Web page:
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    "In negligence law, the doctrine of legal causation confers too much discretion on judges.

    Discuss"

    Really struggling with this... any help would be greatly appreciated. ive got my word count and i dont even think ive answered the question properly yet....
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    (Original post by Joe1882)
    "In negligence law, the doctrine of legal causation confers too much discretion on judges.

    Discuss"

    Really struggling with this... any help would be greatly appreciated. ive got my word count and i dont even think ive answered the question properly yet....
    Is this delict or tort?
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    (Original post by apronedsamurai)
    Is this delict or tort?
    Sorry its tort
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    (Original post by Joe1882)
    Sorry its tort
    Well I would be inclined to say no.

    There is the duty of care owed to neighbours a la Donague vs Stevenson (1932)

    We have the doctrine of causa sine qua non, and causation; novus actus interveniens

    We have stepney vs hackney borough council case; all of which provide the framework for the determination of culpablity. But given that they are doctrines that have formed part of the res judicia, one could argue that they are limiting on the power of judges rather than expanding.

    You may also wish to consider judicial censure, discretion and ultra vires actions, with a slant to natural justice, and malfeasance (although that would be more of a lemon on the gin and tonic).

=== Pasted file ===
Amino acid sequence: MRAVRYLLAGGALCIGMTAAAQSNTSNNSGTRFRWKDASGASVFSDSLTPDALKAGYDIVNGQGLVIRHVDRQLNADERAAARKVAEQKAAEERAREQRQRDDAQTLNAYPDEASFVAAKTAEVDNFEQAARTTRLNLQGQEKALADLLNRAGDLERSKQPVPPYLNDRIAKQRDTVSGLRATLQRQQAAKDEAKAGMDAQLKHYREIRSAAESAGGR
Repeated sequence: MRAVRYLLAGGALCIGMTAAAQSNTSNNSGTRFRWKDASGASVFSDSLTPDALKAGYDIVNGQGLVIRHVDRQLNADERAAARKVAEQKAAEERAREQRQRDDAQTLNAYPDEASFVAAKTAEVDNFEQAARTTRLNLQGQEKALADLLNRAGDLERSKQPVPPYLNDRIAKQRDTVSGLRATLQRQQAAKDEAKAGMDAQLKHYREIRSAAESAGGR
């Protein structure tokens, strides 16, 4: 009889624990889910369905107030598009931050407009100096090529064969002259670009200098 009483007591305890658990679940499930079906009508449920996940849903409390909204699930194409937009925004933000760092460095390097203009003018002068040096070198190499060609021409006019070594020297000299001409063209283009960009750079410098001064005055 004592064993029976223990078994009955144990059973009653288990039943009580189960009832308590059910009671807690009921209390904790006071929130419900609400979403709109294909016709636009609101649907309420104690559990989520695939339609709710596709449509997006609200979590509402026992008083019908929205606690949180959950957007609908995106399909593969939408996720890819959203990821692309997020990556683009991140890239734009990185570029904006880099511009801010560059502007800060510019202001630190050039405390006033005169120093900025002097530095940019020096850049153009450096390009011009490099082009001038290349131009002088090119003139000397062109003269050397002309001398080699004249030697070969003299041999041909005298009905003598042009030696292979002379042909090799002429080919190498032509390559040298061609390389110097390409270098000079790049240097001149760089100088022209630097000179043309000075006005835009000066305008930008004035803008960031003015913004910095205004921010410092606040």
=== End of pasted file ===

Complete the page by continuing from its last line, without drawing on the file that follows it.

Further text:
Just my 2 pennies!
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    (Original post by Joe1882)
    "In negligence law, the doctrine of legal causation confers too much discretion on judges.

    Discuss"

    Really struggling with this... any help would be greatly appreciated. ive got my word count and i dont even think ive answered the question properly yet....
    Really interesting question!

    I believe it hinges on the judges' extension of the but/for test in order to mitigate its harshness and to introduce, to a certain extent, as the person mentioned above, a sense of justice in the law.

    See Fairchild/McGhee exception (and other cases under the exception)

    See Hotson and Gregg v Scott (dissent by lord nicholls)

    Good luck!
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    (Original post by apronedsamurai)
    Well I would be inclined to say no.

    Just my 2 pennies
    I agree with the Nobel Lord.

    Make sure you cover Professional/Clinical Negligence if you've already studied that. The case of Bolam and Bolithe (spelling?) will help with regard to causation in professional negligence.

    To reduce your word count, don't waffle, and simply apply the cases straight to the essay (don't go stating the facts, just the precedent the case developed).
 
 
 
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